How to safely buy groceries in Saudi Arabia during the coronavirus pandemic

One of the most pressing issues on people’s minds during the coronavirus pandemic has been how to manage buying their groceries safely. (SPA)
Short Url
Updated 26 April 2020

How to safely buy groceries in Saudi Arabia during the coronavirus pandemic

  • You can have groceries delivered directly from some supermarkets such as Danube and Panda
  • The CDC recommends wearing a mask and gloves while you shop

RIYADH: One of the most pressing issues on people’s minds in Saudi Arabia during the coronavirus pandemic and the resulting cufews has been how to manage buying their groceries safely.
With that in mind, Arab News has compiled a list of expert recommendations on safe shopping, as well as tips on how to disinfect your groceries, and what items can and cannot be safely disinfected.
Getting groceries during curfew
The Interior Ministry recommends using a delivery app to have your groceries brought straight to you.
You can have groceries delivered directly from some supermarkets such as Danube and Panda, have them delivered via food delivery apps such as HungerStation and Carriage, or have them brought to you via a delivery service such as Mrsool and Nana Direct.
If you must get your groceries in person, residents are allowed to leave their homes between 9 a.m. and 5 p.m., as per the ministry’s new Ramadan curfew announcements.
If one is traveling by car, the ministry has imposed a two-person-per-car rule, and grocery stores are limiting the number of people who can be inside at any one time, so there might be a wait.
Shopping in person
If shopping in person, the Saudi Centers for Disease Control and Prevention (CDC) recommends that you practice social distancing even inside the supermarket, by keeping at least 6 feet away from other shoppers at all times.
The CDC also recommends wearing a mask and gloves while you shop. Shoppers should be careful not to touch their face or phone while wearing gloves, to minimize the risk of infection.
It also recommends preparing a shopping list before going to the supermarket, and avoiding browsing, lingering and touching items you do not intend to buy. Taking exactly what you need and leaving quickly is the best way to shop in person.
Other recommendations include ignoring your phone while you shop, so as not to touch it with your gloved hands that can contaminate the device; using a cashless payment method to avoid touching money physically; and disinfecting your car boot as soon as you get home with the groceries.
Disinfecting groceries at home
Dr. Haya Zedan, an assistant professor of public health, described how she disinfects her groceries.
“My husband goes once a week to do the shopping, and when he comes back he leaves the groceries for me by the kitchen door,” she told Arab News.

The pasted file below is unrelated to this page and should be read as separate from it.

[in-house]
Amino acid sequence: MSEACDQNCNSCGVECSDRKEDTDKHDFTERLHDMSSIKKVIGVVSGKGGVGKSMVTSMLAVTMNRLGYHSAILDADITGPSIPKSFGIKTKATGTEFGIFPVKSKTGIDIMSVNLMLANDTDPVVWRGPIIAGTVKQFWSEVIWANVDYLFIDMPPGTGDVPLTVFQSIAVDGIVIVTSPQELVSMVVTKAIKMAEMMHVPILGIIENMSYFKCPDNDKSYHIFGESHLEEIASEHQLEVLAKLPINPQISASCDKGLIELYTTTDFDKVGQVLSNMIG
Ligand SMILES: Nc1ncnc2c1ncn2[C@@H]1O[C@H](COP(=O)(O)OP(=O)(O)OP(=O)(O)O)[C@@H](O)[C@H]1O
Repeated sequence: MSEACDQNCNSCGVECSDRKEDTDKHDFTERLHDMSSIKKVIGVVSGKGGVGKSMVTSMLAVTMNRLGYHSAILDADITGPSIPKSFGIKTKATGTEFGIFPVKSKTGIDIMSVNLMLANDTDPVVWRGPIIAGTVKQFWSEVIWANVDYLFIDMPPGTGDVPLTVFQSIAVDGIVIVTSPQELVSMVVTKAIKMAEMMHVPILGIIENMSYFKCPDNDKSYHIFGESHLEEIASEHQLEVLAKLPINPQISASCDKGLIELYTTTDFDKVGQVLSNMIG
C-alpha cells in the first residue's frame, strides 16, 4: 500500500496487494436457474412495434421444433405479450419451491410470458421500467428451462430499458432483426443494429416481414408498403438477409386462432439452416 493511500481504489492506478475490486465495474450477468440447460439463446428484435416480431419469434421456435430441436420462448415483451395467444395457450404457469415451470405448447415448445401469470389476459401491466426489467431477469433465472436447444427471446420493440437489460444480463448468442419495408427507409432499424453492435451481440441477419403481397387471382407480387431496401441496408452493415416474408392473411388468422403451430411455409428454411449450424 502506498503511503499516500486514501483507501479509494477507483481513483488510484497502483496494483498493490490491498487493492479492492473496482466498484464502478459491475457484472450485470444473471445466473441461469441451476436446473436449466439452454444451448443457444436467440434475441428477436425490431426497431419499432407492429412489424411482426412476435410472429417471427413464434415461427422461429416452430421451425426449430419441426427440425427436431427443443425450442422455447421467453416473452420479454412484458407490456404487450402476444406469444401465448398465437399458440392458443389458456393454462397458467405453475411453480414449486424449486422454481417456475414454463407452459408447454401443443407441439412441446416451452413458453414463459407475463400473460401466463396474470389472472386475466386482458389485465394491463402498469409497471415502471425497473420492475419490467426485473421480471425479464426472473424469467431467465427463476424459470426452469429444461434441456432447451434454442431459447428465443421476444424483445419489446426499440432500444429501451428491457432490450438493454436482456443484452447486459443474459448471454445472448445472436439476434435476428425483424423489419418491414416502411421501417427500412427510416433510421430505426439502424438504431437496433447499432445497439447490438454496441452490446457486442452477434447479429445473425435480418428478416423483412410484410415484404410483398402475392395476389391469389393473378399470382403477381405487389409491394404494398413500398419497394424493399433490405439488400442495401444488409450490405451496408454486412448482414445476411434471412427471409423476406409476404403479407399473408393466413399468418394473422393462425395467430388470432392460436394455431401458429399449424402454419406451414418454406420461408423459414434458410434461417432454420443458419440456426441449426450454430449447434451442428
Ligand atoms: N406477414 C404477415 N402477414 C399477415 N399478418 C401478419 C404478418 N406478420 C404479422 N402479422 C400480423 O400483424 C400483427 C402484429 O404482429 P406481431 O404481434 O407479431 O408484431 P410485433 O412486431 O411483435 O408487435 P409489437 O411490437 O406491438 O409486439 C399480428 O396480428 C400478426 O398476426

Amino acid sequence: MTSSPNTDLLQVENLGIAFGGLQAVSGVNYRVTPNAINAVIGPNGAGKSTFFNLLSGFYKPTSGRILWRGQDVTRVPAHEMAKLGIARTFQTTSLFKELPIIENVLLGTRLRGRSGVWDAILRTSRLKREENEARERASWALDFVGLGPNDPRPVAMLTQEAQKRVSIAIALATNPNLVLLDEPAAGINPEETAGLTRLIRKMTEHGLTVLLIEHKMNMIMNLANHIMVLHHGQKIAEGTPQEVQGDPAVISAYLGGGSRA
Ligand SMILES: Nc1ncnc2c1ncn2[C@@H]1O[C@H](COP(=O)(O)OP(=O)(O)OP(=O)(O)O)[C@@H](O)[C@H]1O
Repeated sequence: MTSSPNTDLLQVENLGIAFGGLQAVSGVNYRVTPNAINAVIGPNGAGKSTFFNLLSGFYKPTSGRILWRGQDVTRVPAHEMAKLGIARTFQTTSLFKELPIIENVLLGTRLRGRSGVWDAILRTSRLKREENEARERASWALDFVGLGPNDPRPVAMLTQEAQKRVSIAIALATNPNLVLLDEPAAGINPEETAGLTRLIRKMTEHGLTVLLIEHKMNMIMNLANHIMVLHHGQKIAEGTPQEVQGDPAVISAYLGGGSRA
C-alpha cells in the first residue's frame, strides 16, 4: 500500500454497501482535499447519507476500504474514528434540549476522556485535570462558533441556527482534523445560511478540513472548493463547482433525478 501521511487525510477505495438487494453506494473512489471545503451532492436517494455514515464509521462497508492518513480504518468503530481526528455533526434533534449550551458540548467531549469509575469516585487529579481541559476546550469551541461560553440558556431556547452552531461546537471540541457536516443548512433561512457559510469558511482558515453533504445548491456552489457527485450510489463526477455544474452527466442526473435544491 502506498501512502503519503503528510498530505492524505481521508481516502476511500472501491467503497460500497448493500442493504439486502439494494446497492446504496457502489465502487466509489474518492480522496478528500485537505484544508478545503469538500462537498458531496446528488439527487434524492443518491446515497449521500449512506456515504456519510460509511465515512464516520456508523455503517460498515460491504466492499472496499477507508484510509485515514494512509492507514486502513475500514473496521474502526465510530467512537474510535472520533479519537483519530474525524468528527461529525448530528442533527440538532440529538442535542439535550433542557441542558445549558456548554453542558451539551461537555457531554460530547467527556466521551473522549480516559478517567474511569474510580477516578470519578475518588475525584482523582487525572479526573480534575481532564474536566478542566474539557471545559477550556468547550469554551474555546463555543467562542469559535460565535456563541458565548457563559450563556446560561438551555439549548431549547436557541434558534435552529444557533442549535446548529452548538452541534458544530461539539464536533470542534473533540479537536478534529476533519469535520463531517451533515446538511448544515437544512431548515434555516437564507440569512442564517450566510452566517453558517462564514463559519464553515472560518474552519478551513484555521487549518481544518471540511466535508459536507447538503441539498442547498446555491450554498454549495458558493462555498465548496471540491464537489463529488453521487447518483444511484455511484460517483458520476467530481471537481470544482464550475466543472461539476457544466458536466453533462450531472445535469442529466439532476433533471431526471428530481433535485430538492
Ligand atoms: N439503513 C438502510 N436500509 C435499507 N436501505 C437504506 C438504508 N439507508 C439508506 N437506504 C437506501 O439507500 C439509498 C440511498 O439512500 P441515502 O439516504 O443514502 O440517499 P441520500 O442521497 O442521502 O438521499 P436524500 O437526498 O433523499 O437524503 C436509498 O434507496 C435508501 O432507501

“We’ve designated a specific countertop for grocery items, which is regularly disinfected after use.”
Zedan recommends discarding plastic bags and exterior packaging if possible. “We leave the plastic bags outside the house and throw them away immediately,” she said.
“Anything with packaging that can be thrown away, like boxes that contain smaller milk boxes or water bottles, we also discard.”
For packaging that cannot be discarded, such as plastic bags of pasta or glass bottles of juice, Zedan wipes it down with Clorox wipes or a designated towel sprayed with disinfectant, and leaves them to air dry. “Don’t forget to disinfect the sink afterward,” she said.
Fruit and vegetables should never be sprayed with bleach or disinfectant, but can safely be washed and scrubbed with regular soap and water.
“However, I recommend buying in small quantities because washed fruit and vegetables spoil faster,” she said.
Eggs can be carefully washed with normal soap and water, a few at a time to avoid cracking the shells.
Zedan said many might see her actions as over the top, but she would rather be safe than sorry.
“Aside from the fact that I have kids at home, a lot of why I’m overly careful with my groceries is for psychological reasons,” she added.
“It’s a scary time for everyone. Being able to ensure myself that everything is up to my own safety standards makes me feel like I have control over something.”


Saudi Arabia announces 30 more deaths from COVID-19

Updated 26 September 2020

Saudi Arabia announces 30 more deaths from COVID-19

  • The total number of recoveries in the Kingdom has increased to 316,405
  • A total of 4,655 people have succumbed to the virus in the Kingdom so far

LONDON: Saudi Arabia announced 30 more deaths from the coronavirus and 461 new cases of the disease on Saturday.
Of the new cases, 49 were recorded in Jeddah, 42 in Makkah, 40 in Madinah, 27 in Riyadh, 29 in Hufof and 21 in Hail.
The total number of recoveries in the Kingdom increased to 316,405 after 769 more patients recovered from the virus.
A total of 4,655 people have succumbed to the virus in the Kingdom so far.